In a recent blog post, Dr Damodaran (Professor of Finance at New York University and something of a ‘valuation celebrity’) highlights the need for both numbers and narrative when valuing a business:
“If you do a good valuation, it’s like composing a tune,” He says. “So it forces you if you’re a storyteller to be disciplined. And it forces you if you’re a numbers person to think about the narrative.”
Many valuers suffer from the illusion that numbers ensure precision, objectivity and control, he explains. Yet figures can be just as biased as words, and worse are protected by the belief that ‘numbers don’t lie’. Damodaran underlines a few key dangers of a numbers-heavy approach:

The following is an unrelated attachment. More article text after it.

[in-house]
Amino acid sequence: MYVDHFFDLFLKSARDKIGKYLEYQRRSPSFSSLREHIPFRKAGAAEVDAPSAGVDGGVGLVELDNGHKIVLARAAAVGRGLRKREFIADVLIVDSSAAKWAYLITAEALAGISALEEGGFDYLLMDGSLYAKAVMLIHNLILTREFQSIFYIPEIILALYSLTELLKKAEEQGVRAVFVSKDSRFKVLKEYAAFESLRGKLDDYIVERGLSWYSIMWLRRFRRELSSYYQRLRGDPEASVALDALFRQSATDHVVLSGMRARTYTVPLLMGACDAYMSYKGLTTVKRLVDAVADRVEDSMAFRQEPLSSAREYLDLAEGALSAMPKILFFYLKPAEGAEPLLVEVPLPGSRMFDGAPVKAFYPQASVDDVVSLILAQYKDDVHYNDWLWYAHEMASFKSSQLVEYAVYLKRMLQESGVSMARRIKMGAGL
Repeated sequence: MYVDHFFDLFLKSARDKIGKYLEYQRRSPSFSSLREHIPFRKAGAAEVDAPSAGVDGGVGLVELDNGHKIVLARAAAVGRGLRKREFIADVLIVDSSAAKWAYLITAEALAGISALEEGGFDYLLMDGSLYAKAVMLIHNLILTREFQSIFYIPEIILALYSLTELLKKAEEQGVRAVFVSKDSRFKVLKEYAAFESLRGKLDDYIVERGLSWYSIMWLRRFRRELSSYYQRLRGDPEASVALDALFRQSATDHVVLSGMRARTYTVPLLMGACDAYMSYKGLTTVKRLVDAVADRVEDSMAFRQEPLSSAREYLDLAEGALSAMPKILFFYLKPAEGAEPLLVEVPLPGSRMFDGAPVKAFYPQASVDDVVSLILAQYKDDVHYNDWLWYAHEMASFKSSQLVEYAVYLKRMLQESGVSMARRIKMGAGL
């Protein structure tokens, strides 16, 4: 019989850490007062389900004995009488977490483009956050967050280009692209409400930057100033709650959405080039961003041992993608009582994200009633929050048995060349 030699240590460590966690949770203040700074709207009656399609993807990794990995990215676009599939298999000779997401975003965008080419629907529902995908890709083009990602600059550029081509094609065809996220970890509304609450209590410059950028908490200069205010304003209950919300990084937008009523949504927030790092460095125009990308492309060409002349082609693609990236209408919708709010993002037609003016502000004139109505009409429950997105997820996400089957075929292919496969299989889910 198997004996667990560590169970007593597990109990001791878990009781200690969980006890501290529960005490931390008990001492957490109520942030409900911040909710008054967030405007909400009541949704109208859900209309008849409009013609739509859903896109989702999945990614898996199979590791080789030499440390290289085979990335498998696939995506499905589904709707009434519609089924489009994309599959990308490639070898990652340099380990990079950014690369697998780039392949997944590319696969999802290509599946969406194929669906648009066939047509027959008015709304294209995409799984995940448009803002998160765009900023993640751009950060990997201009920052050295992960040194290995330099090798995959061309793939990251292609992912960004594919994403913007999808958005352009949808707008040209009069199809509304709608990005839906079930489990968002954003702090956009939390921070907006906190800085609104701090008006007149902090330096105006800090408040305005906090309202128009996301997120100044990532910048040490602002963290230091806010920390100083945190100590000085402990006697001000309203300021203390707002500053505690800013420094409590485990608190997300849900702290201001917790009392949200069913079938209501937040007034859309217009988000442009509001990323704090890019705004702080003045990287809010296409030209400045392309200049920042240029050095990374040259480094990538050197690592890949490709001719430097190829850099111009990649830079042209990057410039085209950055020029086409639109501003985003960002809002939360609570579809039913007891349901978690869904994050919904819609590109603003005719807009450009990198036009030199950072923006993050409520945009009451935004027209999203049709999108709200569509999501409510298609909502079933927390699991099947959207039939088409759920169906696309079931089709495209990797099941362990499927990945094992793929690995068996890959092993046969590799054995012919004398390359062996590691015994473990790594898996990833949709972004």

- the valuations become mere tools used for sales pitches or to confirm pre-conceived values
- endless line items can lead to the creation of a business that only exists in ‘spreadsheet nirvana’, not to mention hair-splitting about inputs
On the other hand, Damodaran warns against narratives unrestrained by numbers, which can fast become fairy tales. Further, relying solely on narrative makes measuring progress difficult, as it provides no obvious benchmarks.
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